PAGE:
Saturday, January 15, 2005

The super-jumbo era arrives

Jan 13th 2005 From The Economist Global Agenda

Airbus is set to unveil a double-decker passenger jet that it hopes will repeat the success of a vehicle that is every bit as iconic: Boeing’s 747. The European consortium’s A380 super-jumbo, which is to be formally unveiled at a lavish ceremony on Tuesday January 18th, will break the 747’s longstanding monopoly of the big-jet market when it enters service in 2006. Everything about the new plane is big, from its capacity of 555 paying customers and range of 15,000km

Airbus thinks an extra 16,600 new large planes (over 100 seats)—a doubling of the number of passenger aircraft currently flying—will do the trick, and expects that the average number of seats in aircraft will increase by 20%, to 215. By contrast, Boeing expects sales of 18,600 slightly smaller planes.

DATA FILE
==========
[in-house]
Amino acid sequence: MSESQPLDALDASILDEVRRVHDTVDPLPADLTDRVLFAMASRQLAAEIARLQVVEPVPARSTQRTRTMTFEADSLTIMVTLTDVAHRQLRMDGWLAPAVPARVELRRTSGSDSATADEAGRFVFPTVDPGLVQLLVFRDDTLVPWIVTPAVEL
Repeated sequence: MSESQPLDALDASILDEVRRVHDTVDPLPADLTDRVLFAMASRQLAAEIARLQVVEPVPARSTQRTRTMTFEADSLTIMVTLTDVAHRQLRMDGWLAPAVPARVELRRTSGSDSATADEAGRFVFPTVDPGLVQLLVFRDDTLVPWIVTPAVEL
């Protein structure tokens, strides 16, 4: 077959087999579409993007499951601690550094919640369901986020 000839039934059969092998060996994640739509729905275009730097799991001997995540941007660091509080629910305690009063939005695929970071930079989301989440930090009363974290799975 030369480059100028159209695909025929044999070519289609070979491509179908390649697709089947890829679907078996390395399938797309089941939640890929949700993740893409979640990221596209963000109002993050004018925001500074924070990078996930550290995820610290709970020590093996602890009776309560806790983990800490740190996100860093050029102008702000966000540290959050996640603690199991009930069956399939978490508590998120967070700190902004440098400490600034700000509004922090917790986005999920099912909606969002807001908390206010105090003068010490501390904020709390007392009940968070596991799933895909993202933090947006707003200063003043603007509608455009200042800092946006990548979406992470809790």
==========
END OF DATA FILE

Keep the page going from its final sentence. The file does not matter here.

Airbus is hoping that the A380 will help it retain the lead it gained over Boeing in 2003, when, for the first time since the European consortium emerged as a rival to Boeing in the early 1970s, it delivered more aircraft than its American competitor. Airbus, to Boeing’s extreme displeasure, kept the number-one slot in 2004 by delivering 320 planes compared with 285 from its rival

Some 1,400 747s have been sold to date. However, only 15 were delivered last year. And as the jumbo has aged, Boeing’s domination of the commercial airways has foundered.

Boeing’s latest attempt to put things right, the 250-seat 7E7 “Dreamliner”, is born out of a belief that passengers will demand, and future deregulation allow, a big increase in “point-to-point” travel: direct flights between small and medium-sized cities .... The A380, by contrast, is designed to fly between big hubs.

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